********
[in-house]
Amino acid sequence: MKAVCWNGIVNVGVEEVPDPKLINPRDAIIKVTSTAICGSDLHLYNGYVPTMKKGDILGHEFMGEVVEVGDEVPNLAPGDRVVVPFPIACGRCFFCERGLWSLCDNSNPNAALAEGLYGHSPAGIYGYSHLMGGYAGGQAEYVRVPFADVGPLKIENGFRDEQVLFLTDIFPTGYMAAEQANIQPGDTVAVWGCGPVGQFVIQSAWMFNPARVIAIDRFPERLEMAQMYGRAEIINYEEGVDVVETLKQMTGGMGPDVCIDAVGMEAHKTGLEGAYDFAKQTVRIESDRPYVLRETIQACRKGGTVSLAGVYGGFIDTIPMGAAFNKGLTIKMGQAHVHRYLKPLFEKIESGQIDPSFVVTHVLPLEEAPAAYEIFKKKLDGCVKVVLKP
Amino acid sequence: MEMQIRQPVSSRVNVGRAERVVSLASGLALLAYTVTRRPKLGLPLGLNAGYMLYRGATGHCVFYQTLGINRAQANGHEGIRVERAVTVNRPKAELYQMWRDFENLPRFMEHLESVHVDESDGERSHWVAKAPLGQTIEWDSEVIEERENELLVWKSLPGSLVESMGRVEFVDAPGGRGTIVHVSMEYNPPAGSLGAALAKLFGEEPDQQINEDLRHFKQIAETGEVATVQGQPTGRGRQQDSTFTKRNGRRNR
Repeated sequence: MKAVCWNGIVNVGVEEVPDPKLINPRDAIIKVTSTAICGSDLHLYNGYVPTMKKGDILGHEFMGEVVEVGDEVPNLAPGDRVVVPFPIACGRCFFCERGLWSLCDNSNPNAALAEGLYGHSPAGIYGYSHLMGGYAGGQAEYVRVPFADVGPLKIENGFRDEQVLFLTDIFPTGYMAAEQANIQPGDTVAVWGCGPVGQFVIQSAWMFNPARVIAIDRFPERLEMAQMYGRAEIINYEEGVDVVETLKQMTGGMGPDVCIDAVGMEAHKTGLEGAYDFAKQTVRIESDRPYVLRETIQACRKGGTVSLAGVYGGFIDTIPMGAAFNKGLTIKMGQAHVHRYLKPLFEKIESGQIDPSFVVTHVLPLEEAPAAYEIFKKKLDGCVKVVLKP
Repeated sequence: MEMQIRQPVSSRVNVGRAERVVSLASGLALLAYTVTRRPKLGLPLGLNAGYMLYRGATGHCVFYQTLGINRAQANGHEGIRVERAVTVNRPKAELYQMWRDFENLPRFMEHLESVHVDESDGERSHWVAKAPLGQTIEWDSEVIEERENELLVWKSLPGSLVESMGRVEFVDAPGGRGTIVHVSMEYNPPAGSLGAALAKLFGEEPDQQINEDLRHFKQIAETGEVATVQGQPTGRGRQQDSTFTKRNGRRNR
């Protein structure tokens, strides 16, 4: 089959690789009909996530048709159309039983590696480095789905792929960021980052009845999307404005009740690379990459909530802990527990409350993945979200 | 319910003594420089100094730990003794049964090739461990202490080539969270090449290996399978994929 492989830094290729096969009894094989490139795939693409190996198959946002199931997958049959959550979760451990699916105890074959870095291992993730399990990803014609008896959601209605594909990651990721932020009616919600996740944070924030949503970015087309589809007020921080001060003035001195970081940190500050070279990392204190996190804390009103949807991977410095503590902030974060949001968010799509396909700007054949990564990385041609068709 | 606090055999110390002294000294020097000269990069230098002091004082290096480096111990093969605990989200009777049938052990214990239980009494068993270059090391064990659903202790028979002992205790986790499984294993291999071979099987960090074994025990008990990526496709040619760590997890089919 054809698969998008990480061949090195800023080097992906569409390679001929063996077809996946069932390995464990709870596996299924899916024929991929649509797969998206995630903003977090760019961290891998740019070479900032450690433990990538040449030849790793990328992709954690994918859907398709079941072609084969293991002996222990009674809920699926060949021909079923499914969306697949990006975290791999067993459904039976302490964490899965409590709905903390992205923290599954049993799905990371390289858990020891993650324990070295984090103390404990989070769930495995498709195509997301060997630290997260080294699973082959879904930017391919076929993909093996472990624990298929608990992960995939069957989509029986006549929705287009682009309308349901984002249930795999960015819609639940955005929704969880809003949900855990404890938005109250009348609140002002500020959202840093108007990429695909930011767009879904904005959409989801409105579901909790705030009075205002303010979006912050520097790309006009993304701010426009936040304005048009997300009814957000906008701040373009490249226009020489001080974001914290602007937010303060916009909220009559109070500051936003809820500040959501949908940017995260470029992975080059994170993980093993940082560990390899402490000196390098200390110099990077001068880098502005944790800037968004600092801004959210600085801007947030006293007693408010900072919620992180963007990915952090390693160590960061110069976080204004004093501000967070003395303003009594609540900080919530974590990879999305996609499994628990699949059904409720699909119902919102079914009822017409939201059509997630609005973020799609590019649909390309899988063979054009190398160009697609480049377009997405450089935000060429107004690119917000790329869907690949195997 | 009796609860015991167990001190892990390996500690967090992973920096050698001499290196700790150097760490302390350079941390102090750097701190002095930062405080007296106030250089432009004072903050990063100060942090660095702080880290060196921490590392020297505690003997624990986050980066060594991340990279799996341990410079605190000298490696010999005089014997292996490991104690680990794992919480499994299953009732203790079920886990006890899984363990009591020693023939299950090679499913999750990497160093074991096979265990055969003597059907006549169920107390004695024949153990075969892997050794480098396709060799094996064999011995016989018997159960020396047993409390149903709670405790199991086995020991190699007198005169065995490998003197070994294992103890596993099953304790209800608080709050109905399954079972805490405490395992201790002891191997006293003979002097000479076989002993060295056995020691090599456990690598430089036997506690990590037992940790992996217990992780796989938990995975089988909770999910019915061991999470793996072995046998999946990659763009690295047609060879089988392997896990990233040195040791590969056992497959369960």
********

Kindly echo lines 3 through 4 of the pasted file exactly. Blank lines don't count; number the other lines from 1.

Amino acid sequence: MEMQIRQPVSSRVNVGRAERVVSLASGLALLAYTVTRRPKLGLPLGLNAGYMLYRGATGHCVFYQTLGINRAQANGHEGIRVERAVTVNRPKAELYQMWRDFENLPRFMEHLESVHVDESDGERSHWVAKAPLGQTIEWDSEVIEERENELLVWKSLPGSLVESMGRVEFVDAPGGRGTIVHVSMEYNPPAGSLGAALAKLFGEEPDQQINEDLRHFKQIAETGEVATVQGQPTGRGRQQDSTFTKRNGRRNR
Repeated sequence: MKAVCWNGIVNVGVEEVPDPKLINPRDAIIKVTSTAICGSDLHLYNGYVPTMKKGDILGHEFMGEVVEVGDEVPNLAPGDRVVVPFPIACGRCFFCERGLWSLCDNSNPNAALAEGLYGHSPAGIYGYSHLMGGYAGGQAEYVRVPFADVGPLKIENGFRDEQVLFLTDIFPTGYMAAEQANIQPGDTVAVWGCGPVGQFVIQSAWMFNPARVIAIDRFPERLEMAQMYGRAEIINYEEGVDVVETLKQMTGGMGPDVCIDAVGMEAHKTGLEGAYDFAKQTVRIESDRPYVLRETIQACRKGGTVSLAGVYGGFIDTIPMGAAFNKGLTIKMGQAHVHRYLKPLFEKIESGQIDPSFVVTHVLPLEEAPAAYEIFKKKLDGCVKVVLKP